It may seem strange to discuss architecture in a Digital Media course, but this practice is incredibly influential on our everyday perspectives, artistic or not.
We will begin this Topic looking at architecture in the traditional sense, move into integration of technology and physical construction, and conclude with the purely digital infrastructure of websites.
To begin, let’s briefly continue our exploration of “design spacial awareness,” transitioning from objects to environments. Have you considered how the space around you influences your personal atmosphere? Provides inspiration? Responds to your physiological, psychological, or cultural needs?
This may seem like a nonsensical thing to think about, but this is an integral design consideration for many contemporary architects. Architecture is transitioning to the nearly spiritual, responding to events and even interacting with its communities on an enormous scale.
To illustrate, can you think of a site whose structures (past and present) have become so culturally relavent they define a nation?
Explore: The Design of Structures
“The World Trade Center is a living symbol of man’s dedication to world peace...a representation of man’s belief in humanity, his need for individual dignity, his beliefs in the cooperation of men, and, through cooperation, his ability to find greatness.”
- Architect Minoru Yamasaki, at the opening ceremony for the Twin Towers, 1973
When the Twin Towers of the World Trade Center were destroyed in 2001, it rocked a nation previously thought untouchable to its core. Every form of media reacted to the event, and a people were on hold.
The American Zeitgeist shifted, and radical changes were made to normal activites like travel, communication, and privacy.
The architects who were brought in to rebuild were burdened with a diffiult task; taking New York’s most hallowed site and creating towers that were respectful to the property’s history, yet progressive and innovative. The original towers stood for economic power, and the new ones needed to as well; but they also needed to represent abstract concepts like unity, freedom, and community. It seemed an impossible task, and the projects passed between many hands.
The National 9/11 Memorial (Reflecting Absence) opened September 11, 2011, and 1 World Trade Center (Freedom Tower) followed suit in Novemeber of 2013. Other towers are still in construction, with 2 World Trade Center currently in the hands of architect Bjarke Ingels.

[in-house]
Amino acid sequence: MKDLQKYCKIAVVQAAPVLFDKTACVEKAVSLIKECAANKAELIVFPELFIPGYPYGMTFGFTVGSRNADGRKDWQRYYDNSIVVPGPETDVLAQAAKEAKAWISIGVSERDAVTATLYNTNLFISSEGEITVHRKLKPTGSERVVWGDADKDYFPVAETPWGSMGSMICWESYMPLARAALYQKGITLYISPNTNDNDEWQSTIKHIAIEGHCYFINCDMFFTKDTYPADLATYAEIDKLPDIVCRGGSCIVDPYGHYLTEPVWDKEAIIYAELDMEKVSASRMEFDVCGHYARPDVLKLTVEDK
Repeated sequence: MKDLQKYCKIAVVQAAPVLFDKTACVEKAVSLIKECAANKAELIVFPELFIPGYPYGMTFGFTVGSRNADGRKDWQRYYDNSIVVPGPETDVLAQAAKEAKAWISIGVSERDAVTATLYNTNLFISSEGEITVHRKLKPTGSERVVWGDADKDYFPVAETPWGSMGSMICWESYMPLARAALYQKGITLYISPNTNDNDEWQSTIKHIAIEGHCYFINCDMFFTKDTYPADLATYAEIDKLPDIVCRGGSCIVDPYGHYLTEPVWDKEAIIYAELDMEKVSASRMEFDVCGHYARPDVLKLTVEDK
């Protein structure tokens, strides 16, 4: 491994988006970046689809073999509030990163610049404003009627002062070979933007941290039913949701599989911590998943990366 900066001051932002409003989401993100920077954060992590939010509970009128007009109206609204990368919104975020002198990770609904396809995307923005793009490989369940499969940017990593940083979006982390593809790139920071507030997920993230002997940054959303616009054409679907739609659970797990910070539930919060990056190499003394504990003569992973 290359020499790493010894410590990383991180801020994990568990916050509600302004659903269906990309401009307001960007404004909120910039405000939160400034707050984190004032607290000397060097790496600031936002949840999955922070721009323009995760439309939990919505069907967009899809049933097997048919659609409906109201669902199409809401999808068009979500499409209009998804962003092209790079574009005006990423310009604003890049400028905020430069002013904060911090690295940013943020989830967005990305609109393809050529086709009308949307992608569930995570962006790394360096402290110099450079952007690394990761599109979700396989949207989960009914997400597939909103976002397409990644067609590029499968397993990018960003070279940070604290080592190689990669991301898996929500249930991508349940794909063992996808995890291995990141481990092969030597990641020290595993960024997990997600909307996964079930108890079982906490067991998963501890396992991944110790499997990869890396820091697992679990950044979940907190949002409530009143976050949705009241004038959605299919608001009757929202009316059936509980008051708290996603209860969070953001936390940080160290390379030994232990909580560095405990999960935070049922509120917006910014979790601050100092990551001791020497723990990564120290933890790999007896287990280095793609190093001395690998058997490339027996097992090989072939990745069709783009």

“We have tried to incorporate that duality,” Ingels said. “On one hand it’s about being respectful and about completing the frame around the memorial, and on the other hand it’s about revitalizing downtown Manhattan and making it a lively place to live and work.”
Brick and Mortar:
“Established in 1875, the Larkin Company was a national mail-order business that sold soap products to middle class consumers. Its managers, including John D. Larkin, Elbert Hubbard, Darwin Martin, and William Heath ascribed to the belief that hard work was a moral imperative, and attempted to foster a familial office culture. The construction of a new headquarters was intended to ensure the highest levels of efficiency, productivity, and cooperation among its employees. The mottoes adorning the structure’s balconies and exterior plaques, written primarily by Heath, reinforced these ideals.
“Built in 1903, the Larken Administration Building's interior and exterior design and furnishings responded to the daily operations of the company and provided for the welfare of its employees—an early form of air conditioning cooled the space while a communal dining facility, classrooms, and lounge area with a fireplace promoted a congenial office culture.”- Frank Lloyd Wright Trust
We owe much to the prolific architect Frank Lloyd Wright and his work, including the idea that office spaces could enhance the life of its employees. But what of other spaces?
Architecture has always been slow to adapt to new traditions, but with the rise of the sustainability movement and digital technologies, we’re seeing architecture becoming responsive and even interactive to the surrounding environment.
It’s critical that we explore the philosophy of architecture - old and new - and how it has the potential to be interactive art on the grandest scale.
Process and Effect:
Interactive architecture refers to the branch of architecture which deals with buildings featuring the trio of sensors, processors and effectors, embedded as a core part of its nature and functioning. Interactive architecture encompasses building automation but goes beyond it by including forms of interaction engagements and responses that may lay in pure communication purposes as well as in the emotive and artistic realm, thus entering the field of Interactive Art.